Empirics and the Pollution Haven Hypothesis November 2007

Empirics and the Pollution Haven Hypothesis November 2007 -...

Info iconThis preview shows pages 1–7. Sign up to view the full content.

View Full Document Right Arrow Icon
Empirics and the Pollution Haven Hypothesis (PHH) November 10, 2007
Background image of page 1

Info iconThis preview has intentionally blurred sections. Sign up to view the full version.

View Full DocumentRight Arrow Icon
Empirical questions related to PHH Do investment flows respond to differences in environmental standards? Has trade liberalization increased pollution intensity in developing countries? Have tighter standards in developed countries led to loss in pollution-intensive industries? The literature does not attempt to determine whether countries use environmental policies that are too weak, in order to attract investment or increase market share of dirty goods. That is, the literature does not attempt to uncover the motive of environmental policy.
Background image of page 2
What is a statistical model? We are interested in relation between net exports and pollution control costs. We know that net exports depend on other variables (e.g. supply of factors – remember the HOS model and Rybczynski theorem) If we have data on these variables we can estimate a relation between exports and pollution control costs, while “controlling” for other variables (e.g. supply of factors). We are (usually) interested in sign and magnitude of coefficient on pollution control costs, and on whether the coefficient is statistically significant.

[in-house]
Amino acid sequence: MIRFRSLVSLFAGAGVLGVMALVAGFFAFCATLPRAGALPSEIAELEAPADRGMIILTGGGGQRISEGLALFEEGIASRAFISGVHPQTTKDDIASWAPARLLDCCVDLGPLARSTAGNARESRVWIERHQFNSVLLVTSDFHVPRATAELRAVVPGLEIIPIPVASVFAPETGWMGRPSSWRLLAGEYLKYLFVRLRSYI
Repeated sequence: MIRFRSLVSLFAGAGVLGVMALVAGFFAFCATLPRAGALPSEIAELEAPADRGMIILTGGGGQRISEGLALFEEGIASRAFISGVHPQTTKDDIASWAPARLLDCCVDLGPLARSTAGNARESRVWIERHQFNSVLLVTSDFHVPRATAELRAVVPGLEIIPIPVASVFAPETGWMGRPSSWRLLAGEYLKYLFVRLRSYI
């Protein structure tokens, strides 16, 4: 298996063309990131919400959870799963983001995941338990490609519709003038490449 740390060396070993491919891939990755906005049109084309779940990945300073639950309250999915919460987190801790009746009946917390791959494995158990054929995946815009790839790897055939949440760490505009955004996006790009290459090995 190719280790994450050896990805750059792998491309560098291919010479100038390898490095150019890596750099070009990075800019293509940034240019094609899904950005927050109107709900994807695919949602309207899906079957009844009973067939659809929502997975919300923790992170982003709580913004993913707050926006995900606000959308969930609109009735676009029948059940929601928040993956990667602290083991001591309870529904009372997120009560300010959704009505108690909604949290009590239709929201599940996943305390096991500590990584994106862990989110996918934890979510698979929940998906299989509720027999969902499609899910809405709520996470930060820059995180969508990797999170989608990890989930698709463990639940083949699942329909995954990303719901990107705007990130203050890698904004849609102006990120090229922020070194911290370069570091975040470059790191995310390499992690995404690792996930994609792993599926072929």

Background image of page 3

Info iconThis preview has intentionally blurred sections. Sign up to view the full version.

View Full DocumentRight Arrow Icon
More details on statistical model (a.k.a. “regression equation”) The subscript i identifies the country and the subscript t identifies the time period. For the PPH, the dependent variable y is a measure of exports of the dirty good, the explanatory variable x is a measure of pollution control costs, z contains other explanatory variables, called “control variables” (e.g. factor endowments for the PHH); e is the equation “error”, a composite of factors that we do not observe, but which affect the dependent variable, and a component that takes into account the inherent randomness of the process. The statistical problem is to estimate the parameters, particularly beta, and determine whether it is positive and statistically different than 0. There are many technical problems: missing data, data with measurement errors, correlation between error and explanatory variables, misspecification of model…. , , i t i t it it y x z e β γ = + +
Background image of page 4
Alternatives for addressing question “Does trade harm the environment?” Theory, i.e. try to determine the likely relation between trade and the environment using logic. Theory helps you “think clearly” but is inconclusive. Case studies, i.e. finding examples where the relation appears positive or negative. These are useful, but they leave you wondering how representative the case studies are. Statistical models – these have the advantage of being based on widely accepted principles, but the data seldom exactly conforms to the statistical assumptions.
Background image of page 5

Info iconThis preview has intentionally blurred sections. Sign up to view the full version.

View Full DocumentRight Arrow Icon
The empirical evidence Early studies use US data to categorize industries into dirty and clean sectors (based on emissions per $ of output, or per employee, or on abatement costs). The statistical exercise looks for link between
Background image of page 6
Image of page 7
This is the end of the preview. Sign up to access the rest of the document.

Page1 / 23

Empirics and the Pollution Haven Hypothesis November 2007 -...

This preview shows document pages 1 - 7. Sign up to view the full document.

View Full Document Right Arrow Icon
Ask a homework question - tutors are online